He said the condos would be geared towards baby boomers from the neighbourhood who want to switch from a single-family home to a condo without having to leave the area. He said there are no other options like it in the immediate area, so the project would fill a need in the community. He said the company has already received lots of inquiries from area residents interested in buying one of the units.

Although the property’s next door neighbour told the committee he supports the project, the residents who opposed it said they’d like to see a single-family home built on each lot. But if a multi-family complex is approved, it should be smaller than the one Ventura is proposing, they added

Orlikow asked Comack why Ventura couldn’t reduce the size of the complex. Comack said the company originally wanted to build a 24-unit complex, but reduced it to 12 units to appease city planners and area residents. He said making it even smaller wouldn’t be economically feasible.

murray.mcneill@freepress.mb.ca   Read more by Murray McNeill 


Winnipeg can’t afford to turn infill down

By , Winnipeg Sun   First posted:

The next time I hear someone on city council complain about a lack of multi-family infill housing in Winnipeg and a shortage of taxation revenue, I’m going to remind them of the $6.5-million, 12-unit proposed condo on vacant land in Crescentwood they rejected earlier this month.

When I say “they,” I really mean one member of city council – area Coun. John Orlikow (River Heights-Fort Garry), who unilaterally kiboshed a perfectly suitable development in his ward at a committee meeting earlier this month.

“We were shocked,” said Tim Comack, vice-president of development at Ventura Land Development Inc., the Winnipeg company that owns the lot. Ventura jumped through all the city’s planning and administrative hoops, including shrinking the size of the proposed structure, to reach a deal with the city’s Urban Planning Division, which recommended the project for approval.

Ventura bought two vacant lots on the corner of McMillan Avenue and Harrow Street – surrounded mostly by single family homes, but right beside a large commercial building and about 50 feet from two apartment blocks on Corydon Avenue – and combined them into one 12,000-square-foot lot. The proposed four-storey condo would be no higher than 45 feet – well below the adjacent commercial building but slightly higher than nearby homes – and would have indoor parking, accessible only through the back lane between McMillan and Corydon.

It’s a beautiful design, actually, and it’s reasonably compatible with the architectural make-up of the community. It’s certainly more complementary than the commercial building next door or the plain-looking, box-style apartments across the street.

And it complies with the city’s Our Winnipeg planning document, including its Complete Communities Direction Strategy.

The company was seeking to rezone the land from single-family to multi-family, a proposed change supported by administration.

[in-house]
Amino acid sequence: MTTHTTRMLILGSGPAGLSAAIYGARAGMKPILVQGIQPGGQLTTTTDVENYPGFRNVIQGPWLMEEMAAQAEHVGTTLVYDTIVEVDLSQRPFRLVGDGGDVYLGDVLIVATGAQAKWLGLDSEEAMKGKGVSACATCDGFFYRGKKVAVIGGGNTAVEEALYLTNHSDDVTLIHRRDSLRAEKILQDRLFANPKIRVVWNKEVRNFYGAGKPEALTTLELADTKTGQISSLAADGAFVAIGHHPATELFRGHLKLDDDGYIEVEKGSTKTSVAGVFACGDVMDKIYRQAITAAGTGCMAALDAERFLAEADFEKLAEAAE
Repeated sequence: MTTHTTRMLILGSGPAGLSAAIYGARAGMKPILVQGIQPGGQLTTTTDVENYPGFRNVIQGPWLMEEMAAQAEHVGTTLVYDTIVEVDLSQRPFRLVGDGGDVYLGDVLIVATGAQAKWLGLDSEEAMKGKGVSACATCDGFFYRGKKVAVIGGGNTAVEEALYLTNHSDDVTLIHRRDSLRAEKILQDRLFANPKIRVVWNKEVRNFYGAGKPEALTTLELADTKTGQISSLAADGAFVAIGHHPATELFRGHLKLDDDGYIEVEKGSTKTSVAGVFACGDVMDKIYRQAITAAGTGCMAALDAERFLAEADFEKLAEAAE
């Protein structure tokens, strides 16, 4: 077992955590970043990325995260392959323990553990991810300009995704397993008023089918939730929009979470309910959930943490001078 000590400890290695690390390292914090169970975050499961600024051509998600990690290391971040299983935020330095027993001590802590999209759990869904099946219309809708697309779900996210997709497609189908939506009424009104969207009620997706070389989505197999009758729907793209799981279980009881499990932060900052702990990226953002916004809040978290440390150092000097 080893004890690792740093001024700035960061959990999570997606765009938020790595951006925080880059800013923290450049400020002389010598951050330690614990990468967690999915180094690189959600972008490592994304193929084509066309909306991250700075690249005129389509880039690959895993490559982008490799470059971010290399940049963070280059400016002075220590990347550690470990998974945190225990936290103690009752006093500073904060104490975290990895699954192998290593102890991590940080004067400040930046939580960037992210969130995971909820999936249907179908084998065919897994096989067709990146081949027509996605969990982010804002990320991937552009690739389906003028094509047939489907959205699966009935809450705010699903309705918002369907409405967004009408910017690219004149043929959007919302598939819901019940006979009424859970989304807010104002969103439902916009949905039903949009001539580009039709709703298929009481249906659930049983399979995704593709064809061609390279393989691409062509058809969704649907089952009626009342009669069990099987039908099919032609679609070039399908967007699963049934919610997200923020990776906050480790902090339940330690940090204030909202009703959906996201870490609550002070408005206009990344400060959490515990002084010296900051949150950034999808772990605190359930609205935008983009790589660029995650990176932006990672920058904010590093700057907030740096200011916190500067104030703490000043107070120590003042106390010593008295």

“The proposal to rezone this property to ‘RMF-M’ supports a moderate density increase to a mature community and adds to the mix of housing types in the neighbourhood, in alignment with the goals of Complete Communities,” an administrative report that went to a city centre committee meeting on Nov. 8 said.

The development would have added to the density of the community and generated about $80,000 to $100,000 in annual property taxes to city coffers. Right now, the vacant lot produces about $2,000 a year in taxes and has no practical use. Two run-down single family homes on the land were torn down several years ago.

After requesting a number of changes to Ventura’s original design, including shrinking the project from a 24-unit development to a 12-unit one, city planners gave the proposed project the go-ahead earlier this month.

But because city council has an antiquated approval process for re-zoning applications that allows area councillors to unilaterally approve or reject projects, Orlikow – who also happens to be chair of the city’s property, planning and development committee – killed the project. He doesn’t like it. He says it doesn’t suit the neighbourhood and he doesn’t like the fact Ventura consolidated two lots into one. Apparently, he prefers vacant lots instead.

There was no groundswell of opposition to the proposed development. Only three people on the block of about two dozen homes spoke at committee. One was in favour, a family of five that live right beside the vacant lot, and two were opposed.

Despite that, Orlikow – who like many councillors constantly complains about how the city suffers from a revenue shortage – rejected the rezoning application for no sound, evidence-based reason. It’s a move that took Ventura by surprise, especially since the proposed development was given the green light by the city’s Urban Planning Division.

“When bylaws exist that state very clearly that a corner lot on a collector road should be intensified and is ripe for infill development, it’s concerning that a councillor can turn down the very policies the planning department makes decisions on,” Comack told the Winnipeg Sun.

Coun. Janice Lukes (South Winnipeg-St. Norbert) said decisions like Orlikow’s makes it very difficult for the housing industry to promote density in the city.

“This sends a horrible message to infill developers,” said Lukes, who was recently punted from the mayor’s executive policy committee. “It’s very hard to do infill, the margin is very narrow.”

The project isn’t dead yet, though. The re-zoning decision still has to be approved next month by property, planning and development, EPC and council. If the city really wants to expand its tax base and promote greater density, city council should reverse this decision.

Winnipeg can’t afford to turn proposed developments like this down.

tbrodbeck@postmedia.com   Twitter: @tombrodbeck